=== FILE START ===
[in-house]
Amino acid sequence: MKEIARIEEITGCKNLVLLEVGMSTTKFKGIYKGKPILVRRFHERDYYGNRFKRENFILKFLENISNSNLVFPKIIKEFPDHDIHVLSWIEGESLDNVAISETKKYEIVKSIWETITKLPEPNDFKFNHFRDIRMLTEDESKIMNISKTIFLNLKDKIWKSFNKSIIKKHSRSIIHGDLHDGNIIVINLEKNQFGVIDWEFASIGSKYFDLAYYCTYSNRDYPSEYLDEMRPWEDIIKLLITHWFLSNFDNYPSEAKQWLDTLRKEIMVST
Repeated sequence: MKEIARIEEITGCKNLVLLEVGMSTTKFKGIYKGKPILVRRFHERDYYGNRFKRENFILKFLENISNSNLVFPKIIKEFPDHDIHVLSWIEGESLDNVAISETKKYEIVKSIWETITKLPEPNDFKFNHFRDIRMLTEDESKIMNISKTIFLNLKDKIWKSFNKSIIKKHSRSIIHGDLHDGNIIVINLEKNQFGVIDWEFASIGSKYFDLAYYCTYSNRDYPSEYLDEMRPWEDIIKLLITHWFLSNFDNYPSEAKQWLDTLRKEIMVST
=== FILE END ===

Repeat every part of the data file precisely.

[in-house]
Amino acid sequence: MKEIARIEEITGCKNLVLLEVGMSTTKFKGIYKGKPILVRRFHERDYYGNRFKRENFILKFLENISNSNLVFPKIIKEFPDHDIHVLSWIEGESLDNVAISETKKYEIVKSIWETITKLPEPNDFKFNHFRDIRMLTEDESKIMNISKTIFLNLKDKIWKSFNKSIIKKHSRSIIHGDLHDGNIIVINLEKNQFGVIDWEFASIGSKYFDLAYYCTYSNRDYPSEYLDEMRPWEDIIKLLITHWFLSNFDNYPSEAKQWLDTLRKEIMVST
Repeated sequence: MKEIARIEEITGCKNLVLLEVGMSTTKFKGIYKGKPILVRRFHERDYYGNRFKRENFILKFLENISNSNLVFPKIIKEFPDHDIHVLSWIEGESLDNVAISETKKYEIVKSIWETITKLPEPNDFKFNHFRDIRMLTEDESKIMNISKTIFLNLKDKIWKSFNKSIIKKHSRSIIHGDLHDGNIIVINLEKNQFGVIDWEFASIGSKYFDLAYYCTYSNRDYPSEYLDEMRPWEDIIKLLITHWFLSNFDNYPSEAKQWLDTLRKEIMVST